23 June 2011


Living day to day, I do not really see myself in a completely new environment, but I do face some challenges, mainly in a world where I once felt the most comfortable: communication. Since most of the locals speak English, most would not label me as someone who is immersed in a new country with a new language to learn. However, most of the locals are not raised in homes where English is the first or most frequently spoken language. I feel completely dismayed when I find myself in situations where I cannot understand what a cab driver, a worker or a friend is asking or telling me.

After three months, I think I am beginning to understand Singlish, the unofficial language of Singapore, but I still have a bit to learn. To understand Singlish, one must understand that there are three main influences among the population: Chinese, Indian and English. There are, of course, other ethnicities represented in the masses such as Filipino, Malay and Indonesian; however, the aforementioned three are, in my opinion, the biggest influences on the Singlish language. Singapore was first a part of Britain and then was briefly part of Malaysia before becoming its own republic in the 1960s. Some of the terminology we hear daily comes from Singapore’s British roots.

We are learning to call grocery carts and flatbed carts “trolleys,” elevators “lifts” and French fries “chips.” I utterly missed a friend’s craving for “chips” one afternoon, suggesting a Subway restaurant where I had eaten earlier. She dismissed my idea twice and corrected me by saying “hot chips,” which I interpreted as thin, fried potato slices that are sometimes found in bars. When she requested Burger King, I was confused and then, after a few minutes, realized that she was referring to fries. So I headed over to the BK to stand in line and order some fries. Here in Singapore, people do not stand in lines, they stand in “queues.” The word “queue” is also used as a verb by indicating people are “queuing,” meaning standing in line. Thank God “grande mocha frappuccino” and “iced skinny vanilla late” mean the same thing in Singapore as they do in the U.S. I don’t know what I would do if I had to learn a new Starbucks language!

Singapore’s more familiar Asian languages like Chinese affect the pronunciation of words, which can make it difficult for someone like me to understand. One of the most common mispronounced sounds (in the opinion of an American) is the sound of the “th.” When “th” appears at the beginning of a word, it is pronounced as a “t” sound. The word “three” becomes “tree” and the word “through” sounds like “true.” When “th” ends a word, one uses the sound of an “f” or “ft.” For instance, “death” is pronounced either “def” or “deft.” “Earth” is pronounced either “earf” or “earft” (I have not yet learned how to distinguish the use of the extra “t” sound). And, just like the common Spanglish, Singlish often has a mix of English and Chinese phrases within the same sentence, causing more confusion to people like Paul and me. At least we are learning, right?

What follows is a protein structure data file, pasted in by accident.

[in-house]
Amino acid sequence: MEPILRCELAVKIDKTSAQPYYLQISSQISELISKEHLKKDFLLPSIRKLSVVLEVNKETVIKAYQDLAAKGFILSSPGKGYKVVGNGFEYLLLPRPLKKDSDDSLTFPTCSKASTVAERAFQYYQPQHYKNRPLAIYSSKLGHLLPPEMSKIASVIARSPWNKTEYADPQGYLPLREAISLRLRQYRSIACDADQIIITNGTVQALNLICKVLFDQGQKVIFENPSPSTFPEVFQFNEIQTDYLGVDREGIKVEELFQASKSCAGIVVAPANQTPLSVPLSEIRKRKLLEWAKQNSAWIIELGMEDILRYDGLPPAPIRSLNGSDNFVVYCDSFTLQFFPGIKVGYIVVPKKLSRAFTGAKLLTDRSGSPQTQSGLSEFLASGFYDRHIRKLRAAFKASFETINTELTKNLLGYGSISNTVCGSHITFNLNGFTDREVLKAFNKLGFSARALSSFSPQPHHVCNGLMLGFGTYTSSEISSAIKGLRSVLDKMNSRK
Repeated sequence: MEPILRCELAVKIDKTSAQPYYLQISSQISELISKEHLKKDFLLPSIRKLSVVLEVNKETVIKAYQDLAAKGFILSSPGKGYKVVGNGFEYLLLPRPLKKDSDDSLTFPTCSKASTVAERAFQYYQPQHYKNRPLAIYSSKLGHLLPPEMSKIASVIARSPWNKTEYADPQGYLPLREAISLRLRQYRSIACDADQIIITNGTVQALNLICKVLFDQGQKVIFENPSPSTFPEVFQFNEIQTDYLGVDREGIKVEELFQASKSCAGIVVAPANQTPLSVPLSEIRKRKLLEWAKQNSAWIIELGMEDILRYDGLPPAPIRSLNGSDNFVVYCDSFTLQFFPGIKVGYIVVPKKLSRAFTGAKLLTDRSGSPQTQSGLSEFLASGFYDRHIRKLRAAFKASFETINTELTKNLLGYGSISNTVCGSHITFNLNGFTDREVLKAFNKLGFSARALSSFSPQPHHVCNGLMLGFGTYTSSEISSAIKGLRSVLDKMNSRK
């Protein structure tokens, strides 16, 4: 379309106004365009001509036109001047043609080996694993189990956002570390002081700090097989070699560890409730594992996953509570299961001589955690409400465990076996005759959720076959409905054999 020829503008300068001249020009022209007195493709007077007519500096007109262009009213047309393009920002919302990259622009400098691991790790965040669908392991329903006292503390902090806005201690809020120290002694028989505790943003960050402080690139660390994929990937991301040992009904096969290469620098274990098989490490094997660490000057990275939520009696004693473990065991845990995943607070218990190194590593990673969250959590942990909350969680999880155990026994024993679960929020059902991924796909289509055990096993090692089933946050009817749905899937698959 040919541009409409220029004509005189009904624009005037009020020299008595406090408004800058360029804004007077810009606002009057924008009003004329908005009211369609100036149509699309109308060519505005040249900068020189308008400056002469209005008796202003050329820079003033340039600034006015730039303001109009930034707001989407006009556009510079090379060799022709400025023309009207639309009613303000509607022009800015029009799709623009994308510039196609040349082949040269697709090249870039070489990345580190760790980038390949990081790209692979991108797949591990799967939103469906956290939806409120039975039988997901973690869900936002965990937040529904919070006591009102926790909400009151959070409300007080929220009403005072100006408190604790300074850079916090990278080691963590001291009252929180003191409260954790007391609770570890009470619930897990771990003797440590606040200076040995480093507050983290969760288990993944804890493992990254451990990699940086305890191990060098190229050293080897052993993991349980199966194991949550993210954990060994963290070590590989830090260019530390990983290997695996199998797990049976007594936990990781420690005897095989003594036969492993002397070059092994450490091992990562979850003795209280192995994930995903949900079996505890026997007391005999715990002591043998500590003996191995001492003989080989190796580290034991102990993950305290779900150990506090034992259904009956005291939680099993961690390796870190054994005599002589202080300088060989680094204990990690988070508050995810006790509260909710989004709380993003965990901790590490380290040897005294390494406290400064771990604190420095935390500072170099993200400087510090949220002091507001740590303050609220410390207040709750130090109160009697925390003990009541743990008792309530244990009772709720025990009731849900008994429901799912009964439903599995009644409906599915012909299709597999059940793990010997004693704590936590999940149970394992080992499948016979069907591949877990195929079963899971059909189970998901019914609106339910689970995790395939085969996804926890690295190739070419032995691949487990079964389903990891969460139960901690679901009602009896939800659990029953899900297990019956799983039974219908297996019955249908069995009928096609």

Along with learning the local terms like “lift” and “trolley,” we are learning the transportation terminology. The MRT, Mass Rapid Transit, is the train; two companies, SBS and SMRT, run the bus services. Instead of numbering highways like 71, 75 and 270, there are expressway acronyms. Paul’s commute to the airport on the north side of the island involves a drive from the ECP to the PIE and then the TPE before entering the part of the island where even the locals never go. For anyone not familiar with these letters, Paul requests that taxi drivers take him along the East Coast Parkway, which connects to the Pan Island Expressway and then meets up with the Tampines Expressway. Tampines, by the way, does not sound like a feminine hygiene product. It is pronounced “tam-pin-eez” and sounds more like another local language. There are 10 expressways, so it is imperative that one knows the direction in which one is going – especially since the cab drivers ask you which way to proceed.

And, since today/yesterday marked the first day of summer for our friends back in the States, I should mention how we are adapting to the single season. Paul and I are getting used to seeing the hot and mostly humid, some gloom, some sun and a chance of rain on a daily basis. There have been a few mild days the last week, which has made the heat way more bearable. Lower humidity makes even 88 feel like low 70s. Today was a pretty low-humidity day so I took advantage of the endurable weather. After finishing an appointment downtown, I decided to take a walk and wound up stopping for a coffee at a sidewalk café. I sat outside for nearly an hour as I slowly sipped my coffee, studied my surroundings and thought of close friends. That café was exactly the place where I would meet a girlfriend for coffee, talk while slowly enjoying our drinks, order some lunch and then spend the afternoon drinking a bottle of wine and continuing to talk while observing the world around us. I could have easily spent three or four hours in that chair.

To those at home, wherever in the States home may be, know that we think of you often and that we miss you a lot. We have a room available, and we are taking reservations (early September is booked, so pick another time). For those of you who are my teammates at work, Happy Cake Day!

No comments: